Exercise Shrinks Cancer Mortality Rate for Patients with Heart Disease


Physically fit patients with coronary artery disease were nearly half as likely to die from cancer.

Physical activity may significantly reduce the risk of cancer mortality among patients with established heart disease, according to findings presented at EuroEcho-Imaging 2017.

“There is evidence that higher levels of physical activity are associated with lower risk of several cancers,” said lead author Dr Jesus Peteiro. “However, this association comes mainly from observational studies in which people self-report their physical activity.”

In the study, researchers examined the link between exercise and cancer mortality. Included in the study were 12,615 patients with coronary artery disease who were referred for exercise echocardiography, which was conducted on a treadmill. The metabolic equivalents (METs) were calculated for each patient.

The authors characterized good functional capacity as 10 METs or more. Ten METs is equal to walking 12 minutes at maximal capacity on a treadmill, according to the authors. Patients were placed into groups based on whether they had good functional capacity or not.

The authors found that 669 patients died from cancer during the average follow-up of 4.7 years.

Overall, lower functional capacity was linked to a higher risk of cancer mortality. Cancer-associated mortality was nearly 50% lower in patients with good functional capacity compared with patients without good functional capacity, according to the study.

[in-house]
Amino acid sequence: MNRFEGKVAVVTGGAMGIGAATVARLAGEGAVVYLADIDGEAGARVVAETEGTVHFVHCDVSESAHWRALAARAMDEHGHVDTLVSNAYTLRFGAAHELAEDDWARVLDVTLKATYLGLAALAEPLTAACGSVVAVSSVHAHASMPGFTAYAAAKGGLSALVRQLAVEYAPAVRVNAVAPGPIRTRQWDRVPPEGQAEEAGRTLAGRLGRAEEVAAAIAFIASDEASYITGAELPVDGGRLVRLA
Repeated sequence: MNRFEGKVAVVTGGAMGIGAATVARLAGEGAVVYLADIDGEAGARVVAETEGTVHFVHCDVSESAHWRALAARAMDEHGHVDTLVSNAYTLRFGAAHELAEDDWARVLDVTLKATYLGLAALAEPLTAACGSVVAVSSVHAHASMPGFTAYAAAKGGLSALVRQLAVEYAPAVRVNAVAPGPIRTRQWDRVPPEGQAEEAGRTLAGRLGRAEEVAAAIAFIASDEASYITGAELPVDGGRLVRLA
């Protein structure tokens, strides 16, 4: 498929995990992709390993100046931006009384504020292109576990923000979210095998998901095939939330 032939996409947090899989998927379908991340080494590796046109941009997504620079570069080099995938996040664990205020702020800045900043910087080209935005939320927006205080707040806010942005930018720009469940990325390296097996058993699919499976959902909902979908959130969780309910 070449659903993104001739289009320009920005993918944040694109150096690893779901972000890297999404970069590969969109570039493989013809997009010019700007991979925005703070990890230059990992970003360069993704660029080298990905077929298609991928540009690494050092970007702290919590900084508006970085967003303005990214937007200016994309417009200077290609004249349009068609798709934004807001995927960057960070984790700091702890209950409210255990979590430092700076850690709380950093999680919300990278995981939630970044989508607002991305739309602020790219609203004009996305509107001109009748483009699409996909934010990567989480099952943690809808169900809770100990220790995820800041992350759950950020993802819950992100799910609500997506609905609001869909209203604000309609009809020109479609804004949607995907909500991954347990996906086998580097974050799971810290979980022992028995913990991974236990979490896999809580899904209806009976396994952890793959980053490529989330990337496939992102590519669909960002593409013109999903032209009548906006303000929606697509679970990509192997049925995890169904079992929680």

Other factors were observed to increase the cancer mortality risk. The authors discovered that older age increased the risk 1.05 times, male gender increased the risk 2.15 times, and smoking status was observed to increase the risk of cancer mortality 1.52 times, according to the study.

However, measurements during exercise echocardiography, which assesses the severity of coronary artery disease, were not linked to an increase in cancer-related mortality.

“The ‘exercise part’ of an exercise echocardiography study predicts cancer-related death in patients referred for this test,” Dr Peteiro said. “Fit patients, as demonstrated by exercise testing, have less chance of death due to cancer. These patients can be reassured that their mortality rate is lower than that of patients with lower functional capacity, not only due to a lower rate of cardiac-related mortality, but also due to a lower rate of cancer-related death.”

These findings suggest that exercise may provide additional benefits for patients with coronary artery disease, including a lower risk of cancer mortality.

“We knew from previous studies that being fit is a good idea for patients with coronary artery disease because of the beneficial cardiovascular effects,” Dr Peteiro said. “Now we can see that this is also good for decreasing the risk of cancer-related death.”

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